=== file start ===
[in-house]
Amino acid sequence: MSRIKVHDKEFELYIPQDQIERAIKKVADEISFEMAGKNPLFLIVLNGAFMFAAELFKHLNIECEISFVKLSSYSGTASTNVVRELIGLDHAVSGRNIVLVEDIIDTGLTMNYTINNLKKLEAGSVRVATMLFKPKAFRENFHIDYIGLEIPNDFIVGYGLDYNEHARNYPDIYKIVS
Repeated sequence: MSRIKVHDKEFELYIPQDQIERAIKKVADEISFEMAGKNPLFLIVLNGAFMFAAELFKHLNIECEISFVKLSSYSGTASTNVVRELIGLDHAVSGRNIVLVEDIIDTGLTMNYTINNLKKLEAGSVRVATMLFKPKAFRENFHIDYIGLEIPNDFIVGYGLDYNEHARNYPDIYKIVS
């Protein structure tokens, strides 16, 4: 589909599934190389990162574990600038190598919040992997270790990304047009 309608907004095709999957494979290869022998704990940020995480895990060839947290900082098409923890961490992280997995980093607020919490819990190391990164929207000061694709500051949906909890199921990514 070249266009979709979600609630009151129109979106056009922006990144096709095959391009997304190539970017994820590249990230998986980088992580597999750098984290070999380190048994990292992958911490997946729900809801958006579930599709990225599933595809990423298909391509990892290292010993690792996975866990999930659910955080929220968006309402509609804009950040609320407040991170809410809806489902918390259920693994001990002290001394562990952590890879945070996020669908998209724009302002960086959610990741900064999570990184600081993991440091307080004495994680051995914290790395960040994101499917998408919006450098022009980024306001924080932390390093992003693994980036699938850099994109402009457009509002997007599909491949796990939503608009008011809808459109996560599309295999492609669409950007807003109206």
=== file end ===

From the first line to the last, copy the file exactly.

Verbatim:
[in-house]
Amino acid sequence: MSRIKVHDKEFELYIPQDQIERAIKKVADEISFEMAGKNPLFLIVLNGAFMFAAELFKHLNIECEISFVKLSSYSGTASTNVVRELIGLDHAVSGRNIVLVEDIIDTGLTMNYTINNLKKLEAGSVRVATMLFKPKAFRENFHIDYIGLEIPNDFIVGYGLDYNEHARNYPDIYKIVS
Repeated sequence: MSRIKVHDKEFELYIPQDQIERAIKKVADEISFEMAGKNPLFLIVLNGAFMFAAELFKHLNIECEISFVKLSSYSGTASTNVVRELIGLDHAVSGRNIVLVEDIIDTGLTMNYTINNLKKLEAGSVRVATMLFKPKAFRENFHIDYIGLEIPNDFIVGYGLDYNEHARNYPDIYKIVS
């Protein structure tokens, strides 16, 4: 589909599934190389990162574990600038190598919040992997270790990304047009 309608907004095709999957494979290869022998704990940020995480895990060839947290900082098409923890961490992280997995980093607020919490819990190391990164929207000061694709500051949906909890199921990514 070249266009979709979600609630009151129109979106056009922006990144096709095959391009997304190539970017994820590249990230998986980088992580597999750098984290070999380190048994990292992958911490997946729900809801958006579930599709990225599933595809990423298909391509990892290292010993690792996975866990999930659910955080929220968006309402509609804009950040609320407040991170809410809806489902918390259920693994001990002290001394562990952590890879945070996020669908998209724009302002960086959610990741900064999570990184600081993991440091307080004495994680051995914290790395960040994101499917998408919006450098022009980024306001924080932390390093992003693994980036699938850099994109402009457009509002997007599909491949796990939503608009008011809808459109996560599309295999492609669409950007807003109206």